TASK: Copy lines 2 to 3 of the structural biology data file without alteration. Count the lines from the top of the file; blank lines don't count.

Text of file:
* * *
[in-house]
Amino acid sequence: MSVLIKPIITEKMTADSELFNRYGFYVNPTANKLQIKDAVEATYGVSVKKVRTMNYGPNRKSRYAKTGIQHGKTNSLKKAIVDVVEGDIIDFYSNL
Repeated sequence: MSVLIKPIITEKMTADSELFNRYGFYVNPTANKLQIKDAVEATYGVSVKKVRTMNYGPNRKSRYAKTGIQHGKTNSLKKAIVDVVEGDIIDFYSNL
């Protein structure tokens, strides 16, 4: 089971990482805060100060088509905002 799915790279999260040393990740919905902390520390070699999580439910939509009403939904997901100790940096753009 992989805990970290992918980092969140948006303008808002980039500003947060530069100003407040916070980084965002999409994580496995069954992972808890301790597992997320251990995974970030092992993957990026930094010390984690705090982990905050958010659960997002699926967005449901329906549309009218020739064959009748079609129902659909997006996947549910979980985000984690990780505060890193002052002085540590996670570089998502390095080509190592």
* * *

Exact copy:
Amino acid sequence: MSVLIKPIITEKMTADSELFNRYGFYVNPTANKLQIKDAVEATYGVSVKKVRTMNYGPNRKSRYAKTGIQHGKTNSLKKAIVDVVEGDIIDFYSNL
Repeated sequence: MSVLIKPIITEKMTADSELFNRYGFYVNPTANKLQIKDAVEATYGVSVKKVRTMNYGPNRKSRYAKTGIQHGKTNSLKKAIVDVVEGDIIDFYSNL